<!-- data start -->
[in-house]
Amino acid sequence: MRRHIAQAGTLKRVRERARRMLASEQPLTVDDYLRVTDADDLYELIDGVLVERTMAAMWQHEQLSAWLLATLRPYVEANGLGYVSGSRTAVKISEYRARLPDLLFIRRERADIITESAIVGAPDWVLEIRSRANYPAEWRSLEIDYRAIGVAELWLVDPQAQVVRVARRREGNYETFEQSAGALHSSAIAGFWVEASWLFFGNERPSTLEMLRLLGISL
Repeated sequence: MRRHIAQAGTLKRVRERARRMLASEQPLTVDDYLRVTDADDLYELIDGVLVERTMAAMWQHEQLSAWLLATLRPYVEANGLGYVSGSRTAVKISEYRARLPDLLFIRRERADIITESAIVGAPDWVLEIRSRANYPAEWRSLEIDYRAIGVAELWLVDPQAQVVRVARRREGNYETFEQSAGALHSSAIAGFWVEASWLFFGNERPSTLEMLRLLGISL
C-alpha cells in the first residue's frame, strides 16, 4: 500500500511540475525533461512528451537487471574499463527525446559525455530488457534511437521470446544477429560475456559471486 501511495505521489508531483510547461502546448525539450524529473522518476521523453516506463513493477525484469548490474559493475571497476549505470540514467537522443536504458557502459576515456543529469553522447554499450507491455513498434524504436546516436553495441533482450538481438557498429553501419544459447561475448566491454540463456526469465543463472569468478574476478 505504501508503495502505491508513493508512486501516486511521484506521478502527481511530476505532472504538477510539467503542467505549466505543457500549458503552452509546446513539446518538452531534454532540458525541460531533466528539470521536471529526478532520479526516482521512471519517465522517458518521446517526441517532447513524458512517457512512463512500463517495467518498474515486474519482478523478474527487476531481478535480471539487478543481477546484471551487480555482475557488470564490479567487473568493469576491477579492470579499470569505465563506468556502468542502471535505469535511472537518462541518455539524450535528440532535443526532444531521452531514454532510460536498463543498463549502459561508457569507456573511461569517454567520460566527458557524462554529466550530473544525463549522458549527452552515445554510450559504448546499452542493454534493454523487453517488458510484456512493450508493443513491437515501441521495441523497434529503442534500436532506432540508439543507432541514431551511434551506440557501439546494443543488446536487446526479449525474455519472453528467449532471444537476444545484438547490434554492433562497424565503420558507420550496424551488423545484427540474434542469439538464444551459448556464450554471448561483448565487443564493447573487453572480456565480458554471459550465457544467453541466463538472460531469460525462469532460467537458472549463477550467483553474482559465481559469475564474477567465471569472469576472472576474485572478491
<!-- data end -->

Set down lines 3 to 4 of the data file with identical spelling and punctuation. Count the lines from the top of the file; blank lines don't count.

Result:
Repeated sequence: MRRHIAQAGTLKRVRERARRMLASEQPLTVDDYLRVTDADDLYELIDGVLVERTMAAMWQHEQLSAWLLATLRPYVEANGLGYVSGSRTAVKISEYRARLPDLLFIRRERADIITESAIVGAPDWVLEIRSRANYPAEWRSLEIDYRAIGVAELWLVDPQAQVVRVARRREGNYETFEQSAGALHSSAIAGFWVEASWLFFGNERPSTLEMLRLLGISL
C-alpha cells in the first residue's frame, strides 16, 4: 500500500511540475525533461512528451537487471574499463527525446559525455530488457534511437521470446544477429560475456559471486 501511495505521489508531483510547461502546448525539450524529473522518476521523453516506463513493477525484469548490474559493475571497476549505470540514467537522443536504458557502459576515456543529469553522447554499450507491455513498434524504436546516436553495441533482450538481438557498429553501419544459447561475448566491454540463456526469465543463472569468478574476478 505504501508503495502505491508513493508512486501516486511521484506521478502527481511530476505532472504538477510539467503542467505549466505543457500549458503552452509546446513539446518538452531534454532540458525541460531533466528539470521536471529526478532520479526516482521512471519517465522517458518521446517526441517532447513524458512517457512512463512500463517495467518498474515486474519482478523478474527487476531481478535480471539487478543481477546484471551487480555482475557488470564490479567487473568493469576491477579492470579499470569505465563506468556502468542502471535505469535511472537518462541518455539524450535528440532535443526532444531521452531514454532510460536498463543498463549502459561508457569507456573511461569517454567520460566527458557524462554529466550530473544525463549522458549527452552515445554510450559504448546499452542493454534493454523487453517488458510484456512493450508493443513491437515501441521495441523497434529503442534500436532506432540508439543507432541514431551511434551506440557501439546494443543488446536487446526479449525474455519472453528467449532471444537476444545484438547490434554492433562497424565503420558507420550496424551488423545484427540474434542469439538464444551459448556464450554471448561483448565487443564493447573487453572480456565480458554471459550465457544467453541466463538472460531469460525462469532460467537458472549463477550467483553474482559465481559469475564474477567465471569472469576472472576474485572478491